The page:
(32) Nârada said: 'O hero, the woman by the impatient begging of Purañjana being attracted smiled and addressed the staunch one: (33) 'I don't know for sure who put me on this world, o best among men, of whom would be the lineage and name of myself and the others. (34) All I know is that we all souls are there today; I do not know more, o great hero, of who created this city where all beings have their residence. (35) All these males and females with me are my boy- and girlfriends, o respectable one and the snake wakes over me when I am asleep, to protect this city. (36) Fortunately for me, all good to you, you have come here - all of us, I and my friends , o killer of the enemy, will supply you the joy for your senses that you desire. (37) Just be so good to stay in this city with the nine gates, o mighty one, that I have arranged for your taking pleasure in things for a hundred years. (38) Unto whom other than you would I be permissive to enjoy! Without the certainty of your wisdom about it and your knowledge, it would be as foolish as with animals that don't see what's next, to look forward to an afterlife. (39) Here with religious ritual, economic development and regulated pleasures one can enjoy having offspring, the nectar of the sacrifices, repute and a world without lamentation and disease beyond the ken of the transcendentalists. (40) The forefathers, the gods, man in general, all living beings and each person for himself are sure to defend that this householder life is that which is the blessed shelter in the material world. (41) Who indeed, my great hero, would not accept such a magnanimous, beautiful and famous husband that is as readily available as I am? (42) Which woman's mind in this world would not be drawn to your agile body with its strong arms, o mighty one, just traveling around to dissipate with your utmost effort and alluring smiles the distress of poor women like me?'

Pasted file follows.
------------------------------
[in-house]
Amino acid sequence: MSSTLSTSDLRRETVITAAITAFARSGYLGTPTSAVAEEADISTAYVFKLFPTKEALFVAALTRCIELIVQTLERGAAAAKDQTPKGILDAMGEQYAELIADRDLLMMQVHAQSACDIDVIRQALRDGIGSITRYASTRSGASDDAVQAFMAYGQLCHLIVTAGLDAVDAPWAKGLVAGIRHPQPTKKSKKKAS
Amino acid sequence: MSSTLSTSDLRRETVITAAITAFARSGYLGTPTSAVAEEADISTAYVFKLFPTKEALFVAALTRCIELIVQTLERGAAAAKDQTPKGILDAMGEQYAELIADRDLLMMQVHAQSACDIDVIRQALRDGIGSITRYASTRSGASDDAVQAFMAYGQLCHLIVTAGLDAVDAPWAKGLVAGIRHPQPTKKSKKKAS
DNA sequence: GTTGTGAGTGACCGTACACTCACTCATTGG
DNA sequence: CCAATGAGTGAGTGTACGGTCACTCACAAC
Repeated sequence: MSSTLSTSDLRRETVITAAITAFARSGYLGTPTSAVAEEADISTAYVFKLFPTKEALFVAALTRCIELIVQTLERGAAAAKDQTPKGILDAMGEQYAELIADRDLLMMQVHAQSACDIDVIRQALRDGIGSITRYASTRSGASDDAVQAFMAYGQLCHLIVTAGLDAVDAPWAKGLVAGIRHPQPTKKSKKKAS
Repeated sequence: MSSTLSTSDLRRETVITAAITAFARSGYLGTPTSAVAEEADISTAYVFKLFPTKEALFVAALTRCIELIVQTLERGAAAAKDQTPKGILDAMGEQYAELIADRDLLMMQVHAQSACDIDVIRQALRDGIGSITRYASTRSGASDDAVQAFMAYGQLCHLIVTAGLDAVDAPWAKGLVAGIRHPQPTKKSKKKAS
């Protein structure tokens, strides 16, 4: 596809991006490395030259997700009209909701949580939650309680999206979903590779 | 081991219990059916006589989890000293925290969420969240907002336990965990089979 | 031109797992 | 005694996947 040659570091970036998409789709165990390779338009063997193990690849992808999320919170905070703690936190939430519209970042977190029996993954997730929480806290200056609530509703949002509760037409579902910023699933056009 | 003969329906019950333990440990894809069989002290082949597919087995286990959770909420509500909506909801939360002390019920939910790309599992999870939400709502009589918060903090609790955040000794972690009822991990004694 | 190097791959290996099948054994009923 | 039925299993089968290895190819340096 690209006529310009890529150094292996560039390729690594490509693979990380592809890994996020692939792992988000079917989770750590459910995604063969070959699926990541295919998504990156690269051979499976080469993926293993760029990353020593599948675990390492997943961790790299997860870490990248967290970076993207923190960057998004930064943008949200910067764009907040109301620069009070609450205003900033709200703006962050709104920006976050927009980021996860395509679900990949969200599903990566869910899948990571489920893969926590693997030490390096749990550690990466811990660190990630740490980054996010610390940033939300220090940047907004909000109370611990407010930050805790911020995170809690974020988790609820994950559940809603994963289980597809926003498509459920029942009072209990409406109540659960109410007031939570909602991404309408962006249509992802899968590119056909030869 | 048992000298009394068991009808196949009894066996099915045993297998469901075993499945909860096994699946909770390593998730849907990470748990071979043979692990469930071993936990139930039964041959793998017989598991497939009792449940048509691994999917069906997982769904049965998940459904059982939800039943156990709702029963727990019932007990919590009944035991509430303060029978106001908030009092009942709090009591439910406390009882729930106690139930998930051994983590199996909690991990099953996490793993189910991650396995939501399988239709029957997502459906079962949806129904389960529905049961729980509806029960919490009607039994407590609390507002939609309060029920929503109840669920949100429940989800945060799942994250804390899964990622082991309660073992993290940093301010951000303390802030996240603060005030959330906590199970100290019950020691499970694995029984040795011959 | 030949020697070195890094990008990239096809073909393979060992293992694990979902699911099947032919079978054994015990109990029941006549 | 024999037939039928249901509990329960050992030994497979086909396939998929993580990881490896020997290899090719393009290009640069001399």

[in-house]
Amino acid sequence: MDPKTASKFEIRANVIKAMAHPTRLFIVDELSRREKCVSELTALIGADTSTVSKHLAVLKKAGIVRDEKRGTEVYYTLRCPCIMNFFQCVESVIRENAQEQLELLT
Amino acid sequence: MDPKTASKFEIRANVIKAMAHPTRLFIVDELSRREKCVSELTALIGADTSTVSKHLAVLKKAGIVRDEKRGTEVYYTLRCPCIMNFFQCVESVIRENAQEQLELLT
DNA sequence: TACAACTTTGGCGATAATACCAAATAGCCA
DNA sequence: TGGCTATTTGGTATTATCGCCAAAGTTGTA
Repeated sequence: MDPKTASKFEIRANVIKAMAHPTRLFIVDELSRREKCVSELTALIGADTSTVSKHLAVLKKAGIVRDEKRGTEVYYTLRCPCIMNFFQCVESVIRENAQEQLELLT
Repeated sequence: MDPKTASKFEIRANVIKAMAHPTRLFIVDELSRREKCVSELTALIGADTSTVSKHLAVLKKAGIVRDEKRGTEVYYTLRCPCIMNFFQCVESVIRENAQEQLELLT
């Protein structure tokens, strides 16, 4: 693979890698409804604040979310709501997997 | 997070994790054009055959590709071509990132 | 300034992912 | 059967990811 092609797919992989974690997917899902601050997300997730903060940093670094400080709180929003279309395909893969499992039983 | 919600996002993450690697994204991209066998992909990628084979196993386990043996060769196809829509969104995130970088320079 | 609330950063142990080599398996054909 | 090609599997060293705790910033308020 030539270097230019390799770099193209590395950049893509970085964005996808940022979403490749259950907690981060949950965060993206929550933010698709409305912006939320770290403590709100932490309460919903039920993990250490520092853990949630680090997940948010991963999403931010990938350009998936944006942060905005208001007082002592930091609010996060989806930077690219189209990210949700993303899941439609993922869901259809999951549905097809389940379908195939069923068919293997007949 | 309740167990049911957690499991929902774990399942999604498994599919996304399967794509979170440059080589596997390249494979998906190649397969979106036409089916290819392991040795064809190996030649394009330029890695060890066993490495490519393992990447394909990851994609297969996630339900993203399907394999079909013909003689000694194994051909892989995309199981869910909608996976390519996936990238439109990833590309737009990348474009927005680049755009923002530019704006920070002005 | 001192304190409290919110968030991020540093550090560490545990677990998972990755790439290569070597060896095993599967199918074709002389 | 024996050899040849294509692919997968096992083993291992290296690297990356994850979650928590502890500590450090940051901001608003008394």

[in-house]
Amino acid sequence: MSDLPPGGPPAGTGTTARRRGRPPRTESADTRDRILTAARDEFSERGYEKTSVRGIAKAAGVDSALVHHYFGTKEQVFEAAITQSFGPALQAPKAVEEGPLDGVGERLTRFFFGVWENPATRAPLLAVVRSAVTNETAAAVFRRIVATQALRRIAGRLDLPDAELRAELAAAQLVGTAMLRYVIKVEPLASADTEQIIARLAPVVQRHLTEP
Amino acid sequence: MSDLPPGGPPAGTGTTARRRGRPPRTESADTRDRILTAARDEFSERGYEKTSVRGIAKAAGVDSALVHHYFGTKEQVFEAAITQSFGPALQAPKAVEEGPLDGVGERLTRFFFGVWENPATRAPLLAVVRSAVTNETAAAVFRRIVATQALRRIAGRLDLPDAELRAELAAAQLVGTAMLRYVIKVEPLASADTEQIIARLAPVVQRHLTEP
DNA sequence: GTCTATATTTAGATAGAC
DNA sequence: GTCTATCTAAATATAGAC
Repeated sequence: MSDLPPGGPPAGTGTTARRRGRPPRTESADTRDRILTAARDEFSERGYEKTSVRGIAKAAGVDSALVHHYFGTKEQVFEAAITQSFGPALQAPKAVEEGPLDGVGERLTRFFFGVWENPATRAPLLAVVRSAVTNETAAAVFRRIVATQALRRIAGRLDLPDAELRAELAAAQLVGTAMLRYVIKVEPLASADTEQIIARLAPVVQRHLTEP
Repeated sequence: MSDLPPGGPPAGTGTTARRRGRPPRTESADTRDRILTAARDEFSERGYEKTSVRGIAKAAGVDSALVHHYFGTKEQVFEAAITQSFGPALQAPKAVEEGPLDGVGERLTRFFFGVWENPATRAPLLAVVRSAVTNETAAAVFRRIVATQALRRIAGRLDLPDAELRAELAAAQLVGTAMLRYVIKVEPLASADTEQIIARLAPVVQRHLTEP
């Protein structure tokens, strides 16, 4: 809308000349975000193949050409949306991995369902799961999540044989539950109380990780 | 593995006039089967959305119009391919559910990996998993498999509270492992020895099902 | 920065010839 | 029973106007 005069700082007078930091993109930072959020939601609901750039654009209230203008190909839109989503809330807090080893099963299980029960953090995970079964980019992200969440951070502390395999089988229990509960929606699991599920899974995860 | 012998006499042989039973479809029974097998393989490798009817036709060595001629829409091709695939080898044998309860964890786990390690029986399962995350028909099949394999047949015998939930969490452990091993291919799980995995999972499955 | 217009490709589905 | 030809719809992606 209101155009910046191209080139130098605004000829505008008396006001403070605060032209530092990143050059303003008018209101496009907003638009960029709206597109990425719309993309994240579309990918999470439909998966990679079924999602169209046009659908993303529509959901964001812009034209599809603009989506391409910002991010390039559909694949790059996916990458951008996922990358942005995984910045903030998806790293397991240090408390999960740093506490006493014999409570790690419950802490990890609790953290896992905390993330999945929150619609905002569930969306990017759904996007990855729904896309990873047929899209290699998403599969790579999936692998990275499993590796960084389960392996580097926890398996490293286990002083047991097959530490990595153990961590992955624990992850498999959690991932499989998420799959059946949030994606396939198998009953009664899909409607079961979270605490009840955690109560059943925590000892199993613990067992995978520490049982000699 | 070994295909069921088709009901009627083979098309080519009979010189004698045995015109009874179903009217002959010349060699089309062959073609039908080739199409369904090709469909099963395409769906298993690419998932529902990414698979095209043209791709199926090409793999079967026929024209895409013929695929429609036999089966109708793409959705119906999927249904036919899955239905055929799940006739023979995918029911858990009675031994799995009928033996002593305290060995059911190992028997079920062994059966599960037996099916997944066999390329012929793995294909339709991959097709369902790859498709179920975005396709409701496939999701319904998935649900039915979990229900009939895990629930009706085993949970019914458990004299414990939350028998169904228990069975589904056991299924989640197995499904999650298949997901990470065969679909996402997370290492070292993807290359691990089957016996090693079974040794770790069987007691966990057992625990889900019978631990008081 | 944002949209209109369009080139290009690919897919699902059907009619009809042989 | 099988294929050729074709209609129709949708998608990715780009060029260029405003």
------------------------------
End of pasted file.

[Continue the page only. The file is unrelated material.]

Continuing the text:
(43) Nârada continued: 'Thus having fallen in love with one another, they as husband and wife entered that place and lived in the city enjoying, o King, their life for a hundred years. (44) Many a singer very nicely sang about it and surrounded by women he entered the river to play when it was too hot. (45) At the city there were seven gates above the ground and two below that lead to different places and were all used by its governor. (46) Five of the doors faced the east, one was at the south, one to the north and similarly two where at the western side; I will now describe you their names, o King. (47) Two gates facing eastward were named Khadyotâ ['glowworm'] en Âvirmukhî ['torchlight']; they were constructed at the same place and the king used to go through them to the city of Vibhrâjita ['to see clearly'] with his friend Dyumân ['of the sun']. (48) Also constructed at a location at the east there were the gates called Nalinî and Nâlinî [mystical names for the nostrils] and by those gates he used to go with his friend named Avadhûta ['the one who got rid'] to a place called Saurabha ['aroma']. (49) The fifth gate on the eastern side called Mukhyâ [the chief] led the King of the City, accompanied by Rasajña ['the taster'] and Vipana ['the commercial one'], to two places called Bahûdana ['many a gift'] and Âpana ['the market']. (50) Through the city gate named Pitrihû ['the ancestral one'] at the south, o King, did Purañjana visit the southern country side named Dakshina-pañcâla ['the southern fivefold'], together with his friend S'rutadhara ['the listener']. (51) The city gate called Devahû ['the one to God'] in the north did Purañjana use to visit with S'rutadhara the northern countryside Uttara-pancâla ['the northern fivefold']. (52) The gate on the western side called Âsurî ['the one void of light'] was used by Purañjana to go to the city of pleasure called Grâmaka ['a great number'] in the company of Durmada ['the one mad after']. (53) The western gate called Nirriti ['the bottom, dissolution'] was used by Purañjana to go to the place called Vais'asa ['without the sleeping'] accompanied by his friend Lubdhaka [' the covetous one']. (54) Of all who had eyes among the inhabitants did the ruler used to go out and do things with two blind men called Nirvâk ['the speechless one'] and Pes'askrit ['he who crushes']. (55) When he, as he was used to, went to his private residence, he did so accompanied by Visûcîna ['the one of the mind'] and then enjoyed from the love of his wife and children either illusion, satisfaction or happiness. (56) Thus overly attached in his fruitive actions was he, lusty and less intelligent, cheated in following after everything that she the queen, for sure would want from him. (57-61) When she drank liquor, he drank and got drunk. When she ate, he ate, chewing what she chewed with her. When his wife sang he used to sing and when she at times broke down, he also broke. When she had to laugh he laughed also, when she talked chit chat, he babbled after her. Where she went for a walk, he followed her the same way and when she laid herself on her bed, he also used to lie down following her. He also had the habit of sitting down when she sat and at times listened to what she was listening at. When she saw something he looked for the same and when she smelled something, he used to smell it too. When she touched, he touched and when she was lamenting did he like a poor men follow her. He enjoyed it when she was enjoying and when she was satisfied, so was he after her. (62) Thus captivated by the queen he was cheated in all he did and was he, unwise in his blind following her after, perforce just like a pet animal.